The Cotswold is an old-established breed of the Gloucestershire hills, extending thence into Oxfordshire.
On the Avon in Wiltshire and the Churn in Gloucestershire they may be traced back to Roman times.
Even densely peopled areas like north Kent, the Sussex coast, west Gloucestershire and east Somerset, immediately adjoin areas like the Weald of Kent and Sussex where Romano-British remains hardly occur.
Hop-growing extends from Kent into the neighbouring parts of Sussex and Surrey, where, however, it is much less important; it is also practised to a considerable degree in a group of counties of the midlands and west - Herefordshire, Worcestershire, Gloucestershire and Shropshire.
In Gloucestershire simnel cakes are still common; and at Usk, Monmouth, the custom of mothering is still scrupulously observed.
The discovery of their true nature was made by Dr William Buckland, who observed that certain convoluted bodies occurring in the Lias of Gloucestershire had the form which would have been produced by their passage in the soft state through the intestines of reptiles or fishes.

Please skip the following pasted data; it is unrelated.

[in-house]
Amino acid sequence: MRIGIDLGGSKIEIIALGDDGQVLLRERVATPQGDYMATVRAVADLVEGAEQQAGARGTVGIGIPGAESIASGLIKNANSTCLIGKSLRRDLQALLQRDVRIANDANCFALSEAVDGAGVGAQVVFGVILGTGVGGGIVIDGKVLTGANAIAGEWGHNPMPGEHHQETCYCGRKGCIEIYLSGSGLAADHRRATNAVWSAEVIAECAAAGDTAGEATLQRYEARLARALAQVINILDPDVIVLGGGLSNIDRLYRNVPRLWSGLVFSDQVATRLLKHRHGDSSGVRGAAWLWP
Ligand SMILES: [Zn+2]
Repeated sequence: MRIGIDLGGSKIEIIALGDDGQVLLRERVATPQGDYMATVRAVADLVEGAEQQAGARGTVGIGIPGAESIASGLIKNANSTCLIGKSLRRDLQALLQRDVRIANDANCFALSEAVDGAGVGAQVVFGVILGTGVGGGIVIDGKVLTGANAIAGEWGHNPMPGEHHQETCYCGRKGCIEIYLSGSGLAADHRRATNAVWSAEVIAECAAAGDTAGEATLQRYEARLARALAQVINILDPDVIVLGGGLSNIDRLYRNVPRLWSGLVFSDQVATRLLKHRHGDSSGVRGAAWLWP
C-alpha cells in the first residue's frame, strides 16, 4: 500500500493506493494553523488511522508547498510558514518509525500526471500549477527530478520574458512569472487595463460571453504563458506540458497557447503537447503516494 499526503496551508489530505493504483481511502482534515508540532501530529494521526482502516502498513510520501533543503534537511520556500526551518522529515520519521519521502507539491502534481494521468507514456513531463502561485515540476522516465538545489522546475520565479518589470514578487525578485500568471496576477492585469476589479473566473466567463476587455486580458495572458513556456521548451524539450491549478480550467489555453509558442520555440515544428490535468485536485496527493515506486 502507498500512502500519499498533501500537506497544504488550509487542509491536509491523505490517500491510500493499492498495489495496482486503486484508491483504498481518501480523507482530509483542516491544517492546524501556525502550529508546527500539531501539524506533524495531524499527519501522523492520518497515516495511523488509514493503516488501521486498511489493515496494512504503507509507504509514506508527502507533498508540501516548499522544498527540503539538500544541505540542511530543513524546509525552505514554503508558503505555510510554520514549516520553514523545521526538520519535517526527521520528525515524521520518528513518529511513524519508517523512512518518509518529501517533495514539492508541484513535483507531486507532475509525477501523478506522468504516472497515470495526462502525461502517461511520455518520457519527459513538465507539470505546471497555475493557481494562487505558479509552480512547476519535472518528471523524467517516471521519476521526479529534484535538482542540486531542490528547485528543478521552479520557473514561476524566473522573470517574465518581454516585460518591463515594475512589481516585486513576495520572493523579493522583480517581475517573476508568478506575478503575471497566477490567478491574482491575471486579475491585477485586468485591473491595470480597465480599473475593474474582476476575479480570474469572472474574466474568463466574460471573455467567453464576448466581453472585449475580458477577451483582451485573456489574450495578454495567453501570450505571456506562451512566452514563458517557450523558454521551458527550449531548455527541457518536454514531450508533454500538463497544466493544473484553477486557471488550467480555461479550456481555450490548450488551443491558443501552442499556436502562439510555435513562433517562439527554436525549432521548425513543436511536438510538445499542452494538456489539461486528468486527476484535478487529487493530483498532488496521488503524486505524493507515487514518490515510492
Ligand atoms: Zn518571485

The Thames forms part of the Gloucestershire-Wiltshire boundary to a point below Lechlade; thence for a short distance it separates Gloucestershire from Berkshire; after which it separates successively Oxfordshire and Berkshire, Buckinghamshire and Berkshire, Middlesex and Surrey, and finally, at its estuary, Essex and Kent.
CHARLES GILES BRIDLE DAUBENY (1795-1867), English chemist, botanist and geologist, was the third son of the Rev. James Daubeny, and was born at Stratton in Gloucestershire on the II th of February 1795.
A partisan of Henry, son of the empress, that prince before his accession to the throne granted him, by his charter at Bristol in the earlier half of 1153, the Gloucestershire manor of Bitton, and a hundred librates of land in the manor of Berkeley, Henry agreeing to strengthen the castle of Berkeley, which was evidently already in Robert's hands.